“A mom finding out from her son, instead of the other way around.”
Diane Farley’s son spontaneously taking a Geisinger My Code saliva test two years ago. Led to a discovery she wasn’t expecting.
“I was surprised because it just wasn’t on my radar.”
The research database revealing a gene mutation. Putting her and her son at higher risk of contracting cancer.
“Individuals that are identified to have BRCA1 or BRCA2 gene changes have what we call hereditary breast and ovarian cancer syndrome, there’s been a change in a gene that’s inherited through the family that’s increasing someone’s risk.”
For men like Farley’s son the heightened risk is in male breast cancer and prostate cancer small risks for pancreatic cancer and melanoma, but, for women like farley the risk lies in ovarian and breast cancer.
“Breast cancer in general happens in about 8 to 12 percent of women, one in 10 of us will develop breast cancer in our lives.”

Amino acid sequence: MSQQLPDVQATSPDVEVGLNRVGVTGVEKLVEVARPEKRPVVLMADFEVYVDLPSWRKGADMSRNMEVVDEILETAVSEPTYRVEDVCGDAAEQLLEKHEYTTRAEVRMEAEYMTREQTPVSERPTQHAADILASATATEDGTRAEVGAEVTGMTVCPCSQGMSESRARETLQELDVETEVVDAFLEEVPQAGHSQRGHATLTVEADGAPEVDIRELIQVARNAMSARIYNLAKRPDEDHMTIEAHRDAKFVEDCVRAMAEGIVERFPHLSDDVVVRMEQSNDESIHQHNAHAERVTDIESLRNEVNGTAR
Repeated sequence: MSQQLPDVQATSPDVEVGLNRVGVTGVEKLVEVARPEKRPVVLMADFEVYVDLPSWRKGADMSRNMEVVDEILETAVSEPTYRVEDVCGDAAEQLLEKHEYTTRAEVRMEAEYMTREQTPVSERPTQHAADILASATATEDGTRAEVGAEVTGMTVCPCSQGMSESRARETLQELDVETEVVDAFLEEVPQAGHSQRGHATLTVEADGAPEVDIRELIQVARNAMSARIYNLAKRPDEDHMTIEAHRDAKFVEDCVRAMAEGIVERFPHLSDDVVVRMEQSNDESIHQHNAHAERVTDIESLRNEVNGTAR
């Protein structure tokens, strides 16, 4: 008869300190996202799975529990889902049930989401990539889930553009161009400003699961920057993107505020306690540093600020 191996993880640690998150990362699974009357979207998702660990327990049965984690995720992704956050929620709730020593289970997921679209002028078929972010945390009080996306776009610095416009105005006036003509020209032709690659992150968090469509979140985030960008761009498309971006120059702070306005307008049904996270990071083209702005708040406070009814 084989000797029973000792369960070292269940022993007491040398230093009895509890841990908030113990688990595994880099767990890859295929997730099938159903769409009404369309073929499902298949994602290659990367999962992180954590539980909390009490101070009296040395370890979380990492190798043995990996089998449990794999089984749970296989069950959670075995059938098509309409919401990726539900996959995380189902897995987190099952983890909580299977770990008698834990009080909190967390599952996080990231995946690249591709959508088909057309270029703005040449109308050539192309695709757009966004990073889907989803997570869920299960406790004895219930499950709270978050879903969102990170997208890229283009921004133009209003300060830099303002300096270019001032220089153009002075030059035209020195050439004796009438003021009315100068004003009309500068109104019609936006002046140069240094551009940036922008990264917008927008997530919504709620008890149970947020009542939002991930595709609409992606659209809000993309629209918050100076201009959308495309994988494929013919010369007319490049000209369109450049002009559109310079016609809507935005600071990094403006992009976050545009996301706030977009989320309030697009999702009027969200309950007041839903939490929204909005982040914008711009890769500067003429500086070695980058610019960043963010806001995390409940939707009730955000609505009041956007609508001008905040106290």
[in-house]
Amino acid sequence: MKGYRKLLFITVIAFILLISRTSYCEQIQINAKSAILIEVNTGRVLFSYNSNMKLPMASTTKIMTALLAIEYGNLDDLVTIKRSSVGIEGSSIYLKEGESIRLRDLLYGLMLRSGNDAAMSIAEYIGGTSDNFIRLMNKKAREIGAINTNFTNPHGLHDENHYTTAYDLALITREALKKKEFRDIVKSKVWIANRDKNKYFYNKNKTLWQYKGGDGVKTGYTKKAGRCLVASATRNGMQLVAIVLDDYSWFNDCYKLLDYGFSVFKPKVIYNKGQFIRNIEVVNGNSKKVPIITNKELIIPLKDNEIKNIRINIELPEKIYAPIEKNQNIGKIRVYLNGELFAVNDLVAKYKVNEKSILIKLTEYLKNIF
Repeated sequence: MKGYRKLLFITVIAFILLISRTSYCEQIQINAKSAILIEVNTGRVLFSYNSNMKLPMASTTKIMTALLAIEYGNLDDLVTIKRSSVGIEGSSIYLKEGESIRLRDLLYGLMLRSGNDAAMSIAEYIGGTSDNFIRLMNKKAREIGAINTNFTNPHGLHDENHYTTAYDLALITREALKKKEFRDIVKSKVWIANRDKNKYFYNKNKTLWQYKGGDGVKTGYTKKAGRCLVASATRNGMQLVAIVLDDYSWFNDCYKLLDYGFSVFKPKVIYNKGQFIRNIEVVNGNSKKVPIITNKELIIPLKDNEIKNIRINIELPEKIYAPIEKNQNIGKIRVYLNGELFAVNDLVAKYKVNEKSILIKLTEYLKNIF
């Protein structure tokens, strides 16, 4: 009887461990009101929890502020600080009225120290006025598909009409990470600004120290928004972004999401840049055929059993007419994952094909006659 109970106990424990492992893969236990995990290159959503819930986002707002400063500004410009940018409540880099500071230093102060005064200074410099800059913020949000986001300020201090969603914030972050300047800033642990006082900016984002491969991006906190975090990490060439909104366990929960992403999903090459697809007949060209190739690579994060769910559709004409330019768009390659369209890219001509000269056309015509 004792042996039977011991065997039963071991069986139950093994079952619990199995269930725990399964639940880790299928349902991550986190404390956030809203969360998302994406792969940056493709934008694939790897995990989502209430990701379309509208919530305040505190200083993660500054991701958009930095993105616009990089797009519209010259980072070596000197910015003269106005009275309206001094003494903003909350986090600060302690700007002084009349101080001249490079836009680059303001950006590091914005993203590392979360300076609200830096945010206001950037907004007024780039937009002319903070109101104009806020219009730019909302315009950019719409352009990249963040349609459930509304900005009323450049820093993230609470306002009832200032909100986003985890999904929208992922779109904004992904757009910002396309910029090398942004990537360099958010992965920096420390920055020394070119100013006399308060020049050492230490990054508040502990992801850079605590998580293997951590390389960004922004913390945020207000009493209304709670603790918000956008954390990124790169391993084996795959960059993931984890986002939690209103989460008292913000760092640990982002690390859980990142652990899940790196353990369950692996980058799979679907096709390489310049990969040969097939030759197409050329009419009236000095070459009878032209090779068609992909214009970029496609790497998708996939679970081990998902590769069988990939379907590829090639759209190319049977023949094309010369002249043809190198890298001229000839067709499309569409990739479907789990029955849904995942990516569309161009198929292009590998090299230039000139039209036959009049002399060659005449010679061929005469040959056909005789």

Survival rate depends on cancer type and early detection Miranda Holequist encouraging women, and men to get screened.
“One rule of thumb is to start 10 years earlier than the youngest diagnoses in the family, so if you have a family member diagnosed with breast cancer at 45, your screening should start at age 35 if that person’s a close relative.”
But for individuals with BRCA 1 and 2 gene changes research shows the hereditary risk of breast cancer can be somewhere between 45 and 50 percent higher.
“Instead of just my annual mammogram, because I’m high risk, we alternate a mammogram and an MRI every six months.”
Farley stresses if you’re at higher risk, the MRI adds a layer of protection already proven true for her own case, now actively watching a small cyst. Which was only detected through the MRI. She and her doctors monitoring it. Before posing a threat.
“The earlier the better to detect any type of cancer.”